Raskin says electoral college is a ‘danger’ to democracy and should be abandoned

"We should elect the president the way we elect governors, senators, mayors, representatives, everybody else: Whoever gets the most votes wins."

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SOURCECommon Dreams

Rep. Jamie Raskin, soon to be the top Democrat on the House Oversight Committee, said Sunday that the Electoral College is a “danger” to U.S. democracy and should be abandoned in favor of presidential elections decided by the popular vote.

“The Electoral College now, which has given us five popular vote losers as president in our history, twice in this century alone, has become a danger, not just to democracy, but to the American people,” Raskin (D-Md.) said in an appearance on “Face the Nation” Sunday. “It was a danger on January 6. There are so many curving byways and nooks and crannies in the Electoral College that there are opportunities for a lot of strategic mischief.”

“We should elect the president the way we elect governors, senators, mayors, representatives, everybody else: Whoever gets the most votes wins,” added Raskin, who served on the House select committee that investigated the January 6, 2021 attack on the U.S. Capitol.

Axiosreported earlier this year that some members of the January 6 panel wanted “big changes on voting rights—and even to abolish the Electoral College—while others are resisting proposals to overhaul the U.S. election system.”

In its final report, the House committee stopped short of calling for the abolition of the Electoral College, something progressives have demanded for years.

The Maryland Democrat’s comments came days after Congress approved reforms to the Electoral Count Act, an obscure 1887 law that governs the tallying of Electoral College votes.

“For years, legal scholars have worried the law was poorly written and in need of clarification, and former President Donald Trump and his allies targeted the law’s ambiguities in their attempts to overturn the 2020 election,” NPR noted last week. “In the time after voting ended in 2020and results were certified, Trump and his team argued that then-Vice President Mike Pence had the power to interfere with the counting of electoral votes because the law as it currently stands names the vice president as the presiding officer over the joint session of Congress where those votes are counted.”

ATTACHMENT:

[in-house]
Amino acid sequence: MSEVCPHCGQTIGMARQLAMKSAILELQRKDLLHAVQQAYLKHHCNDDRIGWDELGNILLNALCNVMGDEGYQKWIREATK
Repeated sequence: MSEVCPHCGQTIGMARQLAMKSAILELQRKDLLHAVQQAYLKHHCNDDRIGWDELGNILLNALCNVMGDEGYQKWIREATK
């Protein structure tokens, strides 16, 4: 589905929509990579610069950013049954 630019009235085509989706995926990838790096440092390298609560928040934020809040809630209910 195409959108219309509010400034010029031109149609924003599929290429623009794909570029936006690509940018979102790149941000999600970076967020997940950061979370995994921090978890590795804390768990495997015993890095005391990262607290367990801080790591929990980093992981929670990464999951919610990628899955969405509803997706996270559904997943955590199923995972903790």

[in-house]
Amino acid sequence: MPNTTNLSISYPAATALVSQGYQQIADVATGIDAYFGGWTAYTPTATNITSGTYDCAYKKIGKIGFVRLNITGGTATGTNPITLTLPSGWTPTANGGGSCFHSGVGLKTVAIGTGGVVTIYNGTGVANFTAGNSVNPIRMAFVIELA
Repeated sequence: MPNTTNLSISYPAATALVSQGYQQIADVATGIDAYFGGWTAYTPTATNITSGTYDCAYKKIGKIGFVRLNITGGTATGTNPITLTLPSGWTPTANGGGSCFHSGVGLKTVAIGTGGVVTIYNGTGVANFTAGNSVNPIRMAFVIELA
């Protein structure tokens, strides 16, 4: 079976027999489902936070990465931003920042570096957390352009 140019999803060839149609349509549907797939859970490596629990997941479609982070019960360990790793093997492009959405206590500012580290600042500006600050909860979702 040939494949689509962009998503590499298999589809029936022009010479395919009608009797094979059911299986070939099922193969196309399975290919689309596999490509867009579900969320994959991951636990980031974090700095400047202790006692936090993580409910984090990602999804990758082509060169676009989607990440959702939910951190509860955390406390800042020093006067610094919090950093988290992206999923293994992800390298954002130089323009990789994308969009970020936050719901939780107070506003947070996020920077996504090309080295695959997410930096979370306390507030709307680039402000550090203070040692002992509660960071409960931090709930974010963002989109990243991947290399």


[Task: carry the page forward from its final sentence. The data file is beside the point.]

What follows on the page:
“The update passed by the Senate would clarify that the vice president’s role in the proceedings is purely ceremonial,” the outlet explained. “Importantly, the measure also would raise the bar for objecting to a state’s slate of electors. As it stands now, it takes just one member of the House and one senator to challenge a state’s electors and send both chambers into a potentially days-long debate period, even without legitimate concerns.”

While welcoming the newly passed reforms, Raskin said Sunday that they won’t “solve the fundamental problem.”

“We know that the Electoral College doesn’t fit anymore, which is why I’m a big supporter of the National Popular Vote Interstate Compact, where it’s bubbling up from below,” Raskin continued. “There are now 15 or 16 states and the District of Columbia who’ve said, ‘We’re going to cast our electors for the winner of the national vote once we get 270 electors in our coalition.'”

The compact—which has the goal of guaranteeing the presidency to “the candidate who receives the most popular votes across all 50 states and the District of Columbia”—has thus far been backed by 16 U.S. jurisdictions with a total of 195 electoral votes.

Last week, Florida State Rep. Michael Gottlieb—a Democrat—filed legislation that would make the Sunshine State the latest to join the compact. The bill is expected to face opposition from Republicans in the state, including Gov. Ron DeSantis—a possible 2024 presidential candidate.

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